“Lord of all the names that we call you, we invite you into this space today.
We pray that you would fill this place, Emanuel, with your love.

May we remember that the name Emanuel means ‘God with Us’ and so we invite you and we welcome you into this place.

And God we pray that you would make ‘Emanuels’ of all of us, that we may be filled with your love, for we know that only love can conquer hate, that only love can bring all together in your name.

Irregardless of our faiths, our ethnicities, where we are from, together we come in love. Together we come to bury racism, to bury bigotry, and to resurrect and to revive love, compassion, and tenderness.

We pray that you would bless and empower all who are here to reach and to feel the love and to share the love.

We ask all now in reverence and holiness, may we together say, Amen.”

These are only small steps to begin to engage. White Christians must stand up in solidarity next to our African-American brothers and sisters in Christ in Charleston and around the country. We must be willing to use our voices to turn the attention of our nation to the racial injustices that continue to be perpetuated and to declare loudly and boldly that all racial violence and hatred must come to an end.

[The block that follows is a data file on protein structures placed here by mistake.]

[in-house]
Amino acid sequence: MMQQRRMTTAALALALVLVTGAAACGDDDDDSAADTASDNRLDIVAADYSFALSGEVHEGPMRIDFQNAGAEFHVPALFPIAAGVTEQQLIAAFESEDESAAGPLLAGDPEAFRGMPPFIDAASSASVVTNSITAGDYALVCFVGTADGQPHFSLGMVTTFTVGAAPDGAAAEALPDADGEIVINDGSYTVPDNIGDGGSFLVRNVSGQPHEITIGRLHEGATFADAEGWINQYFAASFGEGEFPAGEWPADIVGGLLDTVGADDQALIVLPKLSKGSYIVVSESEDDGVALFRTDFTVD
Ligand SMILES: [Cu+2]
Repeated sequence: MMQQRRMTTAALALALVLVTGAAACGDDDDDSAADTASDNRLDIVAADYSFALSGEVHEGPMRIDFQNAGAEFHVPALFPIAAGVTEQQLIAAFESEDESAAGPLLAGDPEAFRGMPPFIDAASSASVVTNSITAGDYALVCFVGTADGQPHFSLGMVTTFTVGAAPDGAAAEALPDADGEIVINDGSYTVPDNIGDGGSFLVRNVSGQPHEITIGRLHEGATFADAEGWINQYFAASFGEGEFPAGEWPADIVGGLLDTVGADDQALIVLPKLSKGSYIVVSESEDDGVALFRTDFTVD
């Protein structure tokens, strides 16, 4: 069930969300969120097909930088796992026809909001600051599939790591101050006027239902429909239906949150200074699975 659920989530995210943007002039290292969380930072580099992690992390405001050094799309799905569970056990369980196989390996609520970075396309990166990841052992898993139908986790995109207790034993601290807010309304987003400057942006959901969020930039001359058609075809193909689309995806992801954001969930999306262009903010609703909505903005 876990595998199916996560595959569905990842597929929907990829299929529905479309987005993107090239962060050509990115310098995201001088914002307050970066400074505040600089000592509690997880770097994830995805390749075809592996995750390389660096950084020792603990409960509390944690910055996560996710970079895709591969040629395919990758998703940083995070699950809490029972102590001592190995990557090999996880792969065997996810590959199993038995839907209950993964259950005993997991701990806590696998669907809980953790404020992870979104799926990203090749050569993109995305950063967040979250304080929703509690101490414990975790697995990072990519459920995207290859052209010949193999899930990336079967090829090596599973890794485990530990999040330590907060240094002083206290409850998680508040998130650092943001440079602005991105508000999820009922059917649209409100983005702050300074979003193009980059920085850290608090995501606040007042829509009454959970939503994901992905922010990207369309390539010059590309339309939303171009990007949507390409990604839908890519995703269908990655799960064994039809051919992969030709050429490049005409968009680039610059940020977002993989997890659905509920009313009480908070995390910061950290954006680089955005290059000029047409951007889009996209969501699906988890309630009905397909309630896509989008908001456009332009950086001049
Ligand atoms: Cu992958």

Visiting Prisoners, Finding Jesus

“I was in prison, and you came to me.” – Matthew 25:36

Recently a federal judge ordered the immediate release of the last member of the “Angola 3,” Albert Woodfox, from his decades long solitary confinement. Woodfox has spent almost all of his 43 years in prison in solitary confinement, the longest of any prisoner in the United States. All the while, he has proclaimed his innocence in the 1972 murder of Brent Miller, a prison guard at Louisiana State Penitentiary at Angola.

At the time of this writing, Woodfox is still in jail while other judges and courts debate his release. I do not know Woodfox, but I call another member of the Angola 3 “friend.” I spent time visiting and writing letters with Herman Wallace after I met him on a prison-ministry trip to Angola in 2006. I talk about what this friendship with Wallace meant to me in an article I wrote shortly after his death and brief days of freedom.